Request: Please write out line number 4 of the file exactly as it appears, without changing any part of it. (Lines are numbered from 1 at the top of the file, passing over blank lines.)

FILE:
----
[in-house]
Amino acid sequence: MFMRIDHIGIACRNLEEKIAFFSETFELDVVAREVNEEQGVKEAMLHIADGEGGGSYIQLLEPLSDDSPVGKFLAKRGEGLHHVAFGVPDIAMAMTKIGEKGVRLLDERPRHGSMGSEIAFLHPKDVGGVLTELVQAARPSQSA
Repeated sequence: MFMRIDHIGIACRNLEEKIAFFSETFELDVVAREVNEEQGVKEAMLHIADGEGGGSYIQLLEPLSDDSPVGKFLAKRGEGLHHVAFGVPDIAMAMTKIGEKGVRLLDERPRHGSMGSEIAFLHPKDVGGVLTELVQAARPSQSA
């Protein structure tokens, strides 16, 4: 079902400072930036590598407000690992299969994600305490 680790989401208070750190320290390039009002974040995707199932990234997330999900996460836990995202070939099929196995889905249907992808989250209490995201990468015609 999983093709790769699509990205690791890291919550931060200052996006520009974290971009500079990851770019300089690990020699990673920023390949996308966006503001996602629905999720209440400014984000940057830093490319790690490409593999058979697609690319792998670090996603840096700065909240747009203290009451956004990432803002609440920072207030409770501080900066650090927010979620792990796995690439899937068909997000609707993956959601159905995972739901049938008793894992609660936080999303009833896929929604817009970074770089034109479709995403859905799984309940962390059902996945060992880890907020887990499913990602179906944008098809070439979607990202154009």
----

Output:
């Protein structure tokens, strides 16, 4: 079902400072930036590598407000690992299969994600305490 680790989401208070750190320290390039009002974040995707199932990234997330999900996460836990995202070939099929196995889905249907992808989250209490995201990468015609 999983093709790769699509990205690791890291919550931060200052996006520009974290971009500079990851770019300089690990020699990673920023390949996308966006503001996602629905999720209440400014984000940057830093490319790690490409593999058979697609690319792998670090996603840096700065909240747009203290009451956004990432803002609440920072207030409770501080900066650090927010979620792990796995690439899937068909997000609707993956959601159905995972739901049938008793894992609660936080999303009833896929929604817009970074770089034109479709995403859905799984309940962390059902996945060992880890907020887990499913990602179906944008098809070439979607990202154009």